Friday, August 12, 2011

No more salmon baloney


A federal judge ruled last week that salmon baloney is inedible—and harmful.

The National Oceanic and Atmospheric Administration Fisheries Service, formerly called the National Marine Fisheries Service, is the federal agency tasked to protect and recover endangered salmon in the Northwest.

U.S. District Judge James Redden issued a scathing review of the agency's efforts on behalf of the iconic fish.

In 2008 and 2010, the agency issued opinions that the operations of 14 sets of hydroelectric dams, powerhouses and reservoirs on the Columbia River System were not likely to put the continued existence of salmon in jeopardy.

The judge called the opinions "arbitrary and capricious." He further wrote that "NOAA Fisheries' approach to these issues is neither cautious nor rational."

In other words, the agency's claim to be helping the species is a big fish story.

The agency presented documents to the court showing that it had scurried around and piled up a lot of agreements with other groups in its effort to keep dam-battered salmon runs from disappearing from the Northwest.

But in the end, the documents were just a pile of paper good only for shuffling. They also showed that while the agency expressed hope for recovering salmon, it didn't have any specific projects scheduled between 2013 and 2018 that would help salmon survive.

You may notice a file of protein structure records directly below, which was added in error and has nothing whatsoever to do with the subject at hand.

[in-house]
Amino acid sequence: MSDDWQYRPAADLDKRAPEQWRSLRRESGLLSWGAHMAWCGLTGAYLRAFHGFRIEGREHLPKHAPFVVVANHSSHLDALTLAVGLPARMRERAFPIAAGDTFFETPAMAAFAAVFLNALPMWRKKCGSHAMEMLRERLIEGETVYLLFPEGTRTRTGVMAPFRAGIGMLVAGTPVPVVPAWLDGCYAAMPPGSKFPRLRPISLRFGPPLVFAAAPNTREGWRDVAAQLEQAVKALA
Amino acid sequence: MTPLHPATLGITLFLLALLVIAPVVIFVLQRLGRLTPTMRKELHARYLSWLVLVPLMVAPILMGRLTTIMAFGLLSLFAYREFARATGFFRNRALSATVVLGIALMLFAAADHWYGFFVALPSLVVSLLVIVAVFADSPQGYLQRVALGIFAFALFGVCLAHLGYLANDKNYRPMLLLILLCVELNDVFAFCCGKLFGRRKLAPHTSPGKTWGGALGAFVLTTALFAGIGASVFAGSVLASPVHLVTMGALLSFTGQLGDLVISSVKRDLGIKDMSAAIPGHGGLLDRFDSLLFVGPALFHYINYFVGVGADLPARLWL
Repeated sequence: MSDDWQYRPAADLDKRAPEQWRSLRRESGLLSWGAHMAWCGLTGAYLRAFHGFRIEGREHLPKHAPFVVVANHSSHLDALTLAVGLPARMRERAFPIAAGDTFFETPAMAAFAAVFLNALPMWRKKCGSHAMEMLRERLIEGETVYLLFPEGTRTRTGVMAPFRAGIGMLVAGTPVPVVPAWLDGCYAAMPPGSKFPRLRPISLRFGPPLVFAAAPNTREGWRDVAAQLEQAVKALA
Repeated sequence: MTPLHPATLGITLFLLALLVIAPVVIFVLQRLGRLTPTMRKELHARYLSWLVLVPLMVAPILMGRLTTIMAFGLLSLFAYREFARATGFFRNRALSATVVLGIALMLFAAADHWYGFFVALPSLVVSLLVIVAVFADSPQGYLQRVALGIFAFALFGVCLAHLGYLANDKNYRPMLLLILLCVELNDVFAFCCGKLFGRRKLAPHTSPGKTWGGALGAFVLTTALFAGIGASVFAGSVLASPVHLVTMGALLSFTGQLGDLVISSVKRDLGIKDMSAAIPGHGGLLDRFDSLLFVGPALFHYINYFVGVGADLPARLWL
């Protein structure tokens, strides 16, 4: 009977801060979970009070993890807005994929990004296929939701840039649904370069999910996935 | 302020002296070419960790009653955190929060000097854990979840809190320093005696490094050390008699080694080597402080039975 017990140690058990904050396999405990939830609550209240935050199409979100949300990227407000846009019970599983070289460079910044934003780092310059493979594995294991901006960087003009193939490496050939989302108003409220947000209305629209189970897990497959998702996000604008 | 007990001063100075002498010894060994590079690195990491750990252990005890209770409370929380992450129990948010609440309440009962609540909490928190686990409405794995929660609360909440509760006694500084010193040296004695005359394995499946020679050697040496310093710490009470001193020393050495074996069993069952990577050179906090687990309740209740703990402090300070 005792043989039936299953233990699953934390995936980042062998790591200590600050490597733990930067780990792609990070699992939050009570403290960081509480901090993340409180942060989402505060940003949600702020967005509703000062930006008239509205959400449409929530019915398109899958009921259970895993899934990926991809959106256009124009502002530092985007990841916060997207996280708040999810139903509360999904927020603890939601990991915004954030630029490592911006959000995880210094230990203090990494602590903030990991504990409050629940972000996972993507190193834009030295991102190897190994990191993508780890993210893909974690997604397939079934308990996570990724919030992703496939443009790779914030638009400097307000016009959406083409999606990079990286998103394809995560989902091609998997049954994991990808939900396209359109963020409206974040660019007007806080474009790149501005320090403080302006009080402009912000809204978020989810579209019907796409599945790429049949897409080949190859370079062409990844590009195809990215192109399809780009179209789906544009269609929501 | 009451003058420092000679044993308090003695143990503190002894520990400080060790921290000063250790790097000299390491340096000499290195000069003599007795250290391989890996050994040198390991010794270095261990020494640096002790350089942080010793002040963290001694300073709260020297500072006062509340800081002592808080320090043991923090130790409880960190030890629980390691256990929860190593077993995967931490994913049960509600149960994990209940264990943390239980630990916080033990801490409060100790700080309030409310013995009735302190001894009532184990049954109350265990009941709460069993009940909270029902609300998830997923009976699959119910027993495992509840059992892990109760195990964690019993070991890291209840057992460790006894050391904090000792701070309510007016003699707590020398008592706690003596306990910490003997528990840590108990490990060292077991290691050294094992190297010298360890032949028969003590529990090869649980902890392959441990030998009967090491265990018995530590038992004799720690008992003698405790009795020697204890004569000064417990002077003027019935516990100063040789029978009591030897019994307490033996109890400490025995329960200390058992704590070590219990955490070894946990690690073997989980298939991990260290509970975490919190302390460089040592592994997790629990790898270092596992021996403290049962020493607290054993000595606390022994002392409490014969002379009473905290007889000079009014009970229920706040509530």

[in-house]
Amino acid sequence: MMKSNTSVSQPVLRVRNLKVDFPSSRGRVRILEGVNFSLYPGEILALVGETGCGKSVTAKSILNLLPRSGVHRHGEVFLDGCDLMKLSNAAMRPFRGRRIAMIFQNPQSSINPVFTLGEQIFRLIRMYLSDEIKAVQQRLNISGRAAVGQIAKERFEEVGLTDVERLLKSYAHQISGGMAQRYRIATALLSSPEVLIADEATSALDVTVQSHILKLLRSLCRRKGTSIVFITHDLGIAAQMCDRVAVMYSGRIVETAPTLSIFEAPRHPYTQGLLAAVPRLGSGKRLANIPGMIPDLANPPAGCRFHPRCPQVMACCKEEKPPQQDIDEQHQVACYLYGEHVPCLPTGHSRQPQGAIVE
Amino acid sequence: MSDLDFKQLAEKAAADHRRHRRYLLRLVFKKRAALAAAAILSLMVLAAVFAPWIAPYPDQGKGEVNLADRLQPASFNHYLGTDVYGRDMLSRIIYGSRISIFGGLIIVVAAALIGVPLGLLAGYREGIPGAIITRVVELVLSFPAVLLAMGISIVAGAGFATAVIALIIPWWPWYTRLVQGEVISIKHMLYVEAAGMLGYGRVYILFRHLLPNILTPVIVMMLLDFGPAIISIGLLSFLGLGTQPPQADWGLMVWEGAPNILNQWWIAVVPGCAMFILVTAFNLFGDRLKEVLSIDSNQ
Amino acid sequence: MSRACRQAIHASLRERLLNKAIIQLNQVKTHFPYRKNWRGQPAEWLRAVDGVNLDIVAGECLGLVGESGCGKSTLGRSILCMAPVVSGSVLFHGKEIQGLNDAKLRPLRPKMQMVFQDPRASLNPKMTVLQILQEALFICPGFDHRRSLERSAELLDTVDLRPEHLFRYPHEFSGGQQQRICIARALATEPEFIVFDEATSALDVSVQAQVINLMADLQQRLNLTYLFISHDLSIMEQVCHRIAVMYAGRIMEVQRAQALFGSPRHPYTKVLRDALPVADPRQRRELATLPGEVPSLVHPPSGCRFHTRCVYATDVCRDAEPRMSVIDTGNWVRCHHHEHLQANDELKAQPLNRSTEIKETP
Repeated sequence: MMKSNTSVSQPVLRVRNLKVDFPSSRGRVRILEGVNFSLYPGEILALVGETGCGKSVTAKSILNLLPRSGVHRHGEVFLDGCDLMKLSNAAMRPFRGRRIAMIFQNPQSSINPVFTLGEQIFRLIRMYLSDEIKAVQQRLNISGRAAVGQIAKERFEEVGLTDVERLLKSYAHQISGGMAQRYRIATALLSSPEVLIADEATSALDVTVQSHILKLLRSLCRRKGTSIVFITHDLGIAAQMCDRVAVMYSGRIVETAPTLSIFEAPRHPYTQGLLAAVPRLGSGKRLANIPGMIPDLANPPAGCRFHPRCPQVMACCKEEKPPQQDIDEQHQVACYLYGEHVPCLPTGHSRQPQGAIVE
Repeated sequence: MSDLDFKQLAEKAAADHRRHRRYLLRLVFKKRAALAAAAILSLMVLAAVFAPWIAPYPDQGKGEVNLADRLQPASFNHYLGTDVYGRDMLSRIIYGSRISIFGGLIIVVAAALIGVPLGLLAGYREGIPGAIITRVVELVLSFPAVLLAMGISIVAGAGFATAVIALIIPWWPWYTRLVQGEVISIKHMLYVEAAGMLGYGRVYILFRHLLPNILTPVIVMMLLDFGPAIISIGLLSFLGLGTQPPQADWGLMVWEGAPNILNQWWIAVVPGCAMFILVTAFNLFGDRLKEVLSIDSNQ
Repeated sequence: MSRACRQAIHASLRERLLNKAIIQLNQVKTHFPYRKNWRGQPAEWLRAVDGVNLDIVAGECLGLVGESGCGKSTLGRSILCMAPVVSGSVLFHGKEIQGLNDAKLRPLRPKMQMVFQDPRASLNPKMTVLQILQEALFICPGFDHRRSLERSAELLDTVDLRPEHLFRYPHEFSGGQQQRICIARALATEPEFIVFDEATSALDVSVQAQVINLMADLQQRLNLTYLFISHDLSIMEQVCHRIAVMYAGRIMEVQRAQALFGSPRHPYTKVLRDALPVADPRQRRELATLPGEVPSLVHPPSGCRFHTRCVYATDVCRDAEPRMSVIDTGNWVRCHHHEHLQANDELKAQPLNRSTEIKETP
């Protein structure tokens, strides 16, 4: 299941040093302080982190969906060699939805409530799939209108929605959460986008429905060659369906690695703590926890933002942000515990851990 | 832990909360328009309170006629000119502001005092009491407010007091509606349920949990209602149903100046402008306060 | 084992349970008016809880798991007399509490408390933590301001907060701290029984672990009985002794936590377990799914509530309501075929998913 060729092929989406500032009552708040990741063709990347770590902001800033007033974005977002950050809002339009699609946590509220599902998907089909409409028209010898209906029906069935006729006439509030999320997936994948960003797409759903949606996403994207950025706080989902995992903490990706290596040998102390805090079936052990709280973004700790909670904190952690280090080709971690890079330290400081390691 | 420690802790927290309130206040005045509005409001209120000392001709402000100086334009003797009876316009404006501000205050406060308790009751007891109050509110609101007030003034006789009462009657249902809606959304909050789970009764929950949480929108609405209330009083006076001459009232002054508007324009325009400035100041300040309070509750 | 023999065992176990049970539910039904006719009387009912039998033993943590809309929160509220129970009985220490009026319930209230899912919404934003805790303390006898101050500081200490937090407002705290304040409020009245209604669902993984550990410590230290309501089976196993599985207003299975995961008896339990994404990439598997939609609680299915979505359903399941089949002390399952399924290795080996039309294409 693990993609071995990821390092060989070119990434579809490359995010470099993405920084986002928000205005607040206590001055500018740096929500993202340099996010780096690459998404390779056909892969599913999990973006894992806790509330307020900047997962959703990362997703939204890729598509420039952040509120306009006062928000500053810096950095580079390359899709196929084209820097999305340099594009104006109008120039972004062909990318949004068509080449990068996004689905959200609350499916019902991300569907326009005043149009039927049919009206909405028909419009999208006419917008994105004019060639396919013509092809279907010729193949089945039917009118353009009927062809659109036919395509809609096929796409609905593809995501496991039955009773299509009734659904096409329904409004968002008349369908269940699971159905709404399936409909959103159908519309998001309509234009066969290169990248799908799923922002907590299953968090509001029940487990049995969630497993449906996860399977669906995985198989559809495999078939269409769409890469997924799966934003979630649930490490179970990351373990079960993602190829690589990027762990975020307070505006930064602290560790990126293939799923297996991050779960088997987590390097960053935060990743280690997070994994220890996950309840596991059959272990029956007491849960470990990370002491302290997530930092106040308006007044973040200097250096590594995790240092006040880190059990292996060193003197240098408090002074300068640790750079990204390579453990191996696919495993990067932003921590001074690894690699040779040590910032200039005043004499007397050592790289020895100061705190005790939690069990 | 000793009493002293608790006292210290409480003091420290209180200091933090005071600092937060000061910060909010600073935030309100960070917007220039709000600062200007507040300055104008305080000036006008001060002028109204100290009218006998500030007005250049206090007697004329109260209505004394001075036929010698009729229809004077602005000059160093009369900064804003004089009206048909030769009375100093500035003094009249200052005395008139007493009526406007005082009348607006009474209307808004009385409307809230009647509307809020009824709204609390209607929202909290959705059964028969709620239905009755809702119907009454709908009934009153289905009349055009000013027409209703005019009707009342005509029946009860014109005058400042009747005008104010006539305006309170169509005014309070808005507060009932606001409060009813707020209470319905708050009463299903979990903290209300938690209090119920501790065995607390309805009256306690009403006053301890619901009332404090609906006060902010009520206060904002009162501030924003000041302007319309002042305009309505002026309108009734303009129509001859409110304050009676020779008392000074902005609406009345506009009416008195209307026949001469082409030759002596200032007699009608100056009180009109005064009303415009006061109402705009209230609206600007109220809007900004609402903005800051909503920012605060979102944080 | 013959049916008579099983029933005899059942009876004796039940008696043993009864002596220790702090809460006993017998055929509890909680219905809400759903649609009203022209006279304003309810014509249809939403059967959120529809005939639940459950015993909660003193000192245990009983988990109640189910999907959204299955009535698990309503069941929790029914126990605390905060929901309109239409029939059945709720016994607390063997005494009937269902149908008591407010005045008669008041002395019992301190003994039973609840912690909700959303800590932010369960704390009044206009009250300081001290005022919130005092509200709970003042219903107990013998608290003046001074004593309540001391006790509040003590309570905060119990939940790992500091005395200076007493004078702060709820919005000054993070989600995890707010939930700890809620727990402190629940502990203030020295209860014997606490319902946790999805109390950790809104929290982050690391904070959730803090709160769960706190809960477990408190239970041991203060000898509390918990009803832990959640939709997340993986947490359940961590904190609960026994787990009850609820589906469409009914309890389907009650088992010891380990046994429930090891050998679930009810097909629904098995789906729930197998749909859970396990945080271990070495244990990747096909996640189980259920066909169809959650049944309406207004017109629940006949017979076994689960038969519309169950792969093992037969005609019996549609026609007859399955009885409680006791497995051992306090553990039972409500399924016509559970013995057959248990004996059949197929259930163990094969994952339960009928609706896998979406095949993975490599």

The judge sent NOAA Fisheries back to the drawing board. He ordered continued spring and fall spills on Northwest dams to protect salmon migration. He ordered the agency to re-examine dam operations, to continue to report to the court and to come back by 2014 with real plans—no baloney.

Northwest conservation organizations, including the National Wildlife Federation, which was the lead plaintiff, hailed the decision as a victory for salmon. Idaho Rivers United hailed it as a victory for Idaho and businesses that depend on the millions of dollars the runs generate from fishermen and tourists.

Yes, it's another battle won. But the outcome of the struggle to save salmon is disturbingly far from certain.

Salmon face obstacles higher than any dam. They are built of disdainful and careless politicians, sleepwalking bureaucrats and commercial interests whose profits may be threatened by salmon recovery.

The clock is ticking. It's not just NOAA Fisheries that must do better. It's Congress, Northwest state governors, cities, businesses and dam operators.

If the legendary fish are to survive, they need more than a judge. They need a team that refuses to dish out baloney—and a public that refuses to buy it.




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